And, therefore, without the $2.6 million Supercalifragilisticexpialidocious marketing experiment, the $1.2 million shipping promotion, the $1.2 million bonus accrual, the $600,000 blown electronics deal, the $500,000 on consultants and the $1.8 million on auction and jewelry sites that are stumbling out of the gate, Overstock should be able to make money in the second quarter—even assuming higher depreciation, higher rent and higher technology costs.

Unless, of course, Doctor Byrne was not being precisely, um, accurate with the $7.9 million worth of so-called one-time costs.

For help on this, I turned to Overstock’s “Management’s Discussion and Analysis of Financial Condition and Results of Operations” (usually referred to as the MDA) in Overstock’s first quarter 10Q filing with the SEC, where companies normally enumerate those items which had significant impacts on earnings.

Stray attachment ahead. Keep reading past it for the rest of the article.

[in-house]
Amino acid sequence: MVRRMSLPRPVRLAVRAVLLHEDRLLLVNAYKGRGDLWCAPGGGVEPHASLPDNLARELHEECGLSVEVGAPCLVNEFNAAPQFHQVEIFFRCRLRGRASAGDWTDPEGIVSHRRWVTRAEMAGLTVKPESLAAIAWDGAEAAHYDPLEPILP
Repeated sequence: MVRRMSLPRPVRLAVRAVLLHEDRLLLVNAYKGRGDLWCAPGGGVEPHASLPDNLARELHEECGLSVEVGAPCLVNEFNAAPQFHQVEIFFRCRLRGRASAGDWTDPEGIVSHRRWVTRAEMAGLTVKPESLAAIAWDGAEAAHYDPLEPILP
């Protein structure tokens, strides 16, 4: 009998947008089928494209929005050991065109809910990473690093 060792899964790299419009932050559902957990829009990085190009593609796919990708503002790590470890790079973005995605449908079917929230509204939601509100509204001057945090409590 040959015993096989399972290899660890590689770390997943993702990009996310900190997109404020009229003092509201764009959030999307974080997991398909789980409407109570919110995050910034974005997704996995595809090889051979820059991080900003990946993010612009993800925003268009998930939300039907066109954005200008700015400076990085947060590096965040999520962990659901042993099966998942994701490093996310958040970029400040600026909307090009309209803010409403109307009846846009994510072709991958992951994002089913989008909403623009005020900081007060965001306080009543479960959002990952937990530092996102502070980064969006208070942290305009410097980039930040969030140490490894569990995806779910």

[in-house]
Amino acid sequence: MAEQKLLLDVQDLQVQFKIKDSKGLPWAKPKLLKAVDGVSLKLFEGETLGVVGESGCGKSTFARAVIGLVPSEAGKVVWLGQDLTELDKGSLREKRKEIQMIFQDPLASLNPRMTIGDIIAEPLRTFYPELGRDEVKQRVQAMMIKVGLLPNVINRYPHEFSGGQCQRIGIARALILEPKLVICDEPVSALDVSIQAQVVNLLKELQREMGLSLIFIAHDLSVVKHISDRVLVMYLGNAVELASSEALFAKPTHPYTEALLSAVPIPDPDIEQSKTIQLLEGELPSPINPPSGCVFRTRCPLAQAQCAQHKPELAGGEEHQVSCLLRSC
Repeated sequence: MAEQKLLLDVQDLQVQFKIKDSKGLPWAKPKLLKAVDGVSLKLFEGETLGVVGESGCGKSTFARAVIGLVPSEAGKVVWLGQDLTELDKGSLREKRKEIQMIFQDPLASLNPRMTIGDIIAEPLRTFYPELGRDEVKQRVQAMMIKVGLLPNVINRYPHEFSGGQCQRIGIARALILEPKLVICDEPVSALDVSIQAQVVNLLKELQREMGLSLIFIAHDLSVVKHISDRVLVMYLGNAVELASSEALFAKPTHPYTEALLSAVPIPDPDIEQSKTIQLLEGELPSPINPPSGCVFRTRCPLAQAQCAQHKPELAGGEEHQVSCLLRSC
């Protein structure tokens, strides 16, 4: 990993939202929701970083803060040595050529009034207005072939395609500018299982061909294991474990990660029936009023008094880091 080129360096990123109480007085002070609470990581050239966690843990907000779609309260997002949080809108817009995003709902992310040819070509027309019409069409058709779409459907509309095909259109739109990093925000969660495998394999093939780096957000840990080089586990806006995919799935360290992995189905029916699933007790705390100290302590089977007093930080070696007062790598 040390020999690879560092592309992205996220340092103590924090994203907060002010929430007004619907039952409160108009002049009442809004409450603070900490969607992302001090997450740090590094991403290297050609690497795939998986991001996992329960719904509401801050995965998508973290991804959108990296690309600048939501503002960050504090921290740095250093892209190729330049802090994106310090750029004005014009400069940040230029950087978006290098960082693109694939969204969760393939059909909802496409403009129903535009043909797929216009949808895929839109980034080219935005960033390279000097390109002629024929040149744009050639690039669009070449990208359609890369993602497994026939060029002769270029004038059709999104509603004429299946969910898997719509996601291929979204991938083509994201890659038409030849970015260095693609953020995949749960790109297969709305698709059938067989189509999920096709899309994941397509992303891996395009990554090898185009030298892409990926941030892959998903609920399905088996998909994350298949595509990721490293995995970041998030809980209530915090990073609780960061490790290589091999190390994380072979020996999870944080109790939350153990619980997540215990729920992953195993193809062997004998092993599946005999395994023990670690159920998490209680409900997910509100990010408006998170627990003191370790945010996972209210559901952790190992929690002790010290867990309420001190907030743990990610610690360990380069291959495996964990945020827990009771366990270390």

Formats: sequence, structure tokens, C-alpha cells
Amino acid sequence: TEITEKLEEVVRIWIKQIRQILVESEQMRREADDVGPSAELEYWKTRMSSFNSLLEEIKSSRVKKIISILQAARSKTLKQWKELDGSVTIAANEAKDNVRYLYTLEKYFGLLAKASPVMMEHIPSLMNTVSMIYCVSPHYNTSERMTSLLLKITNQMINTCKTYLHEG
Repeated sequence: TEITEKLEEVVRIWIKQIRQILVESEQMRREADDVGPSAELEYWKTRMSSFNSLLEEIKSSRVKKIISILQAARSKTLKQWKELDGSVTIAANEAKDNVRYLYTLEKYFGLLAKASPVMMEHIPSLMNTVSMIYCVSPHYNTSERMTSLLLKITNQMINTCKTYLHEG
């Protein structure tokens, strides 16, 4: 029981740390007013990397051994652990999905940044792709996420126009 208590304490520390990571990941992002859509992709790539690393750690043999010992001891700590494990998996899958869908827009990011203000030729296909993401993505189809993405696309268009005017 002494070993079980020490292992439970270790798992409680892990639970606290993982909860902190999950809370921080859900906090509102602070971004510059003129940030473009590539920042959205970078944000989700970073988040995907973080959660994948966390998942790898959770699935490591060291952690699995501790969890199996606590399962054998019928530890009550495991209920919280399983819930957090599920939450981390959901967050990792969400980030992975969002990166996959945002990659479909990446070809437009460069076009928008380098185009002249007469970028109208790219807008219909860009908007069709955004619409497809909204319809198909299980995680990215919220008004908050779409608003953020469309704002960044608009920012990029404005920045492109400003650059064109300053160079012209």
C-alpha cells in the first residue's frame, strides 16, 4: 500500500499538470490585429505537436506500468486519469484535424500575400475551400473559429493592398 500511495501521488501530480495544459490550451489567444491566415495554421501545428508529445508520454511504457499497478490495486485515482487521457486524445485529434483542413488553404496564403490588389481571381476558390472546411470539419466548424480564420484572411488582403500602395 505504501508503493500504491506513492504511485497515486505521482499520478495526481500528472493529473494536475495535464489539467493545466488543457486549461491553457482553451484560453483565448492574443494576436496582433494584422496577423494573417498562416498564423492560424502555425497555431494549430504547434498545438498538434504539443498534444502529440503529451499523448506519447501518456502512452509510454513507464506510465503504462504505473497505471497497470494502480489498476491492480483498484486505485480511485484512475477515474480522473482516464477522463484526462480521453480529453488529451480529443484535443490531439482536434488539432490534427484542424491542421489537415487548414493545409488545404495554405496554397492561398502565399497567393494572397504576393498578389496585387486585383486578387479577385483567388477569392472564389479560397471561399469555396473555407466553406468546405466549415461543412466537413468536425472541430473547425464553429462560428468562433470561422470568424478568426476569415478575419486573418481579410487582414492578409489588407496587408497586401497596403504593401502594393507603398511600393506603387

And in so doing I couldn’t find even one of the $7.9 million worth of items highlighted by Doctor Byrne.

For the record, the MDA is the place in a 10Q and 10K where companies are expected to discuss the guts of their business and report important factors behind changes in sales, margins and expenses.

Here’s what the SEC expects in the MDA:

The Commission has long recognized the need for a narrative explanation of the financial statements, because numerical presentations and brief accompanying footnotes alone may be insufficient for an investor to judge the quality of earnings and the likelihood that past performance is indicative of future performance. MD&A is intended to give the investor an opportunity to look at the company through the eyes of management by providing both a short and long-term analysis of the business of the company.